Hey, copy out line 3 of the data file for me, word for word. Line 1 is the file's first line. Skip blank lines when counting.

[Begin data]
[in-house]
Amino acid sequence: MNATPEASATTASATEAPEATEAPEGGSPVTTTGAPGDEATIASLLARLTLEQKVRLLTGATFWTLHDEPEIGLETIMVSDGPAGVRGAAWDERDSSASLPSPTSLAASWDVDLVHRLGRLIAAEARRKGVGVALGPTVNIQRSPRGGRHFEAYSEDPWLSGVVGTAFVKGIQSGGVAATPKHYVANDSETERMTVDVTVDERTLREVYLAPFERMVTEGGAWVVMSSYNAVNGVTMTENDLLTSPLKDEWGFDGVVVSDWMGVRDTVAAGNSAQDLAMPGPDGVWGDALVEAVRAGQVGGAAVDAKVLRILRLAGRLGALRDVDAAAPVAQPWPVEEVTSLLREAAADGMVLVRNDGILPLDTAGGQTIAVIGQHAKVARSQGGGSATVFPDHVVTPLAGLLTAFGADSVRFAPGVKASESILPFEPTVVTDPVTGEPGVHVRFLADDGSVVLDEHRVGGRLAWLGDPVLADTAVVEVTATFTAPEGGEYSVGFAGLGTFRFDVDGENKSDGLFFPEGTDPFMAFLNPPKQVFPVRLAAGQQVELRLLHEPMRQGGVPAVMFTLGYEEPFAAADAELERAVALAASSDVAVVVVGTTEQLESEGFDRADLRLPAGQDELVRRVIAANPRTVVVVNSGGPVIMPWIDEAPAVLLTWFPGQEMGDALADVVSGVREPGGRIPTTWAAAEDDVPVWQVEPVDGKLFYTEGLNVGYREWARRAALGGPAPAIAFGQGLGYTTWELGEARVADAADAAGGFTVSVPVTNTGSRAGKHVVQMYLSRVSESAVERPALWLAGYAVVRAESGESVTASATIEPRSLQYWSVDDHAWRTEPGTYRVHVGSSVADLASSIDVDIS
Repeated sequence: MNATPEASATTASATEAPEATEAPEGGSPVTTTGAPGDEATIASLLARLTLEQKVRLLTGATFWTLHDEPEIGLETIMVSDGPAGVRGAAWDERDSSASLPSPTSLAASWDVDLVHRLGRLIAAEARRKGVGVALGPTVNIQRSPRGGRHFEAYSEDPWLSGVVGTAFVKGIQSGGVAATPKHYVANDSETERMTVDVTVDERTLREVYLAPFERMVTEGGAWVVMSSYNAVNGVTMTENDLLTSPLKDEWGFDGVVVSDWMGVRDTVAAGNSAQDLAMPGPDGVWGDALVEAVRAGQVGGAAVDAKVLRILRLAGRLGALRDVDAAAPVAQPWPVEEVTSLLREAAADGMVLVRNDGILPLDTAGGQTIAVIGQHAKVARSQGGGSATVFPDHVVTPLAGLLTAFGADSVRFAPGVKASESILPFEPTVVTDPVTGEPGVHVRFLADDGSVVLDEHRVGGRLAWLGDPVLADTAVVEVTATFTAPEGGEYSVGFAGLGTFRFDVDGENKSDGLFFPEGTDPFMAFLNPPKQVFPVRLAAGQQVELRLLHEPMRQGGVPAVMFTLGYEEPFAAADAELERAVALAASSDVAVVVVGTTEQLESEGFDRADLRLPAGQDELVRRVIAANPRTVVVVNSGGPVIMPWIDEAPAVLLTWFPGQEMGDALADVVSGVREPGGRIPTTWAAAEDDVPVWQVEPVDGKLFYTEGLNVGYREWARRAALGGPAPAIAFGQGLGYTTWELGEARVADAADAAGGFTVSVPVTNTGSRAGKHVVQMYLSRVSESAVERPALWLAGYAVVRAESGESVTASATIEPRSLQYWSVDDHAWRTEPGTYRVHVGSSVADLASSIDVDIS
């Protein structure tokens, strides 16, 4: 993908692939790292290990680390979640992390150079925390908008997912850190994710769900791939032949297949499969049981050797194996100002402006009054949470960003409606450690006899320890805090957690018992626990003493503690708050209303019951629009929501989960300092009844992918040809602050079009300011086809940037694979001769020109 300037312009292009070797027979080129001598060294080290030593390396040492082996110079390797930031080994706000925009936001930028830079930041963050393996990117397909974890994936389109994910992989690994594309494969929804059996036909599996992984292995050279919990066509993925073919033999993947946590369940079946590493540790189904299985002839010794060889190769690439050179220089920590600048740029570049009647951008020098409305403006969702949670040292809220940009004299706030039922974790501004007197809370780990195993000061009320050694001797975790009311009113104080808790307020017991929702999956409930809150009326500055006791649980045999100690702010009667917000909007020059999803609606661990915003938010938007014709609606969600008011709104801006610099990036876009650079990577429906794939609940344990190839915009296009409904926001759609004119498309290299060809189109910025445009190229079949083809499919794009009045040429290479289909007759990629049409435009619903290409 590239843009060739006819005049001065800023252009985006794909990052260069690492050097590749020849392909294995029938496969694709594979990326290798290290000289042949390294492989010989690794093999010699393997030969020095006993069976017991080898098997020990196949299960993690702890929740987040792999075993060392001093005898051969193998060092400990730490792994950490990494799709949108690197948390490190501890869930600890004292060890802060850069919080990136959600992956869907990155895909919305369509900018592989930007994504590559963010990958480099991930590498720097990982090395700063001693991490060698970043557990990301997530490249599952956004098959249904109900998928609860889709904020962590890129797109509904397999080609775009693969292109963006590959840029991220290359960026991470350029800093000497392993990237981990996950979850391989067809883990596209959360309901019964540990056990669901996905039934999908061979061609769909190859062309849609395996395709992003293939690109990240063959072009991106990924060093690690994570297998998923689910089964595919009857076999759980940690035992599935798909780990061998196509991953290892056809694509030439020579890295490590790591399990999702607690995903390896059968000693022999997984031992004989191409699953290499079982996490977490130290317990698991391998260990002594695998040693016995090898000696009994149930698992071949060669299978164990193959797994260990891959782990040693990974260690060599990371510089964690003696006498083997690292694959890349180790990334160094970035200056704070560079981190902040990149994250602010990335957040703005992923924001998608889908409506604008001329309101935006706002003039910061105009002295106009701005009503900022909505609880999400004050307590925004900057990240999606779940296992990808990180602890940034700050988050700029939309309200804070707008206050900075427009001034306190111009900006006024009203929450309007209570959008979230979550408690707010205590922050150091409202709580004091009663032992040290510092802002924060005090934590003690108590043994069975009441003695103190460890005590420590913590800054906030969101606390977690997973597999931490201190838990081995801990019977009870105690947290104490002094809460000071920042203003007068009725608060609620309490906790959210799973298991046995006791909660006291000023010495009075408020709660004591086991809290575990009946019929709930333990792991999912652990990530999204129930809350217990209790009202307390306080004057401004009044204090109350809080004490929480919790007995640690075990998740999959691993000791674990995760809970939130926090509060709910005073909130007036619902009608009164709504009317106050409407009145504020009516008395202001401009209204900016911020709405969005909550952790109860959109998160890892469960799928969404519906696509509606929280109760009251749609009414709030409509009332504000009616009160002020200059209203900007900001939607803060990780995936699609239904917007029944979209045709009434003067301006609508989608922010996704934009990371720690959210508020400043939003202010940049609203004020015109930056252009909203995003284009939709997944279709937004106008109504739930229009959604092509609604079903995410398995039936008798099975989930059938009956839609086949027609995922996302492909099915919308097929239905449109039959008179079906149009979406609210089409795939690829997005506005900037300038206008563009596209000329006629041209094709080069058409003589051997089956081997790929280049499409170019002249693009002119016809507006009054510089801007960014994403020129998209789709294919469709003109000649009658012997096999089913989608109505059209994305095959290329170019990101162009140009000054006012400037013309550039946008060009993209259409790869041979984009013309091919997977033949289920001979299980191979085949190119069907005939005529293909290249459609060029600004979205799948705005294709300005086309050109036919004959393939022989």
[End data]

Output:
Repeated sequence: MNATPEASATTASATEAPEATEAPEGGSPVTTTGAPGDEATIASLLARLTLEQKVRLLTGATFWTLHDEPEIGLETIMVSDGPAGVRGAAWDERDSSASLPSPTSLAASWDVDLVHRLGRLIAAEARRKGVGVALGPTVNIQRSPRGGRHFEAYSEDPWLSGVVGTAFVKGIQSGGVAATPKHYVANDSETERMTVDVTVDERTLREVYLAPFERMVTEGGAWVVMSSYNAVNGVTMTENDLLTSPLKDEWGFDGVVVSDWMGVRDTVAAGNSAQDLAMPGPDGVWGDALVEAVRAGQVGGAAVDAKVLRILRLAGRLGALRDVDAAAPVAQPWPVEEVTSLLREAAADGMVLVRNDGILPLDTAGGQTIAVIGQHAKVARSQGGGSATVFPDHVVTPLAGLLTAFGADSVRFAPGVKASESILPFEPTVVTDPVTGEPGVHVRFLADDGSVVLDEHRVGGRLAWLGDPVLADTAVVEVTATFTAPEGGEYSVGFAGLGTFRFDVDGENKSDGLFFPEGTDPFMAFLNPPKQVFPVRLAAGQQVELRLLHEPMRQGGVPAVMFTLGYEEPFAAADAELERAVALAASSDVAVVVVGTTEQLESEGFDRADLRLPAGQDELVRRVIAANPRTVVVVNSGGPVIMPWIDEAPAVLLTWFPGQEMGDALADVVSGVREPGGRIPTTWAAAEDDVPVWQVEPVDGKLFYTEGLNVGYREWARRAALGGPAPAIAFGQGLGYTTWELGEARVADAADAAGGFTVSVPVTNTGSRAGKHVVQMYLSRVSESAVERPALWLAGYAVVRAESGESVTASATIEPRSLQYWSVDDHAWRTEPGTYRVHVGSSVADLASSIDVDIS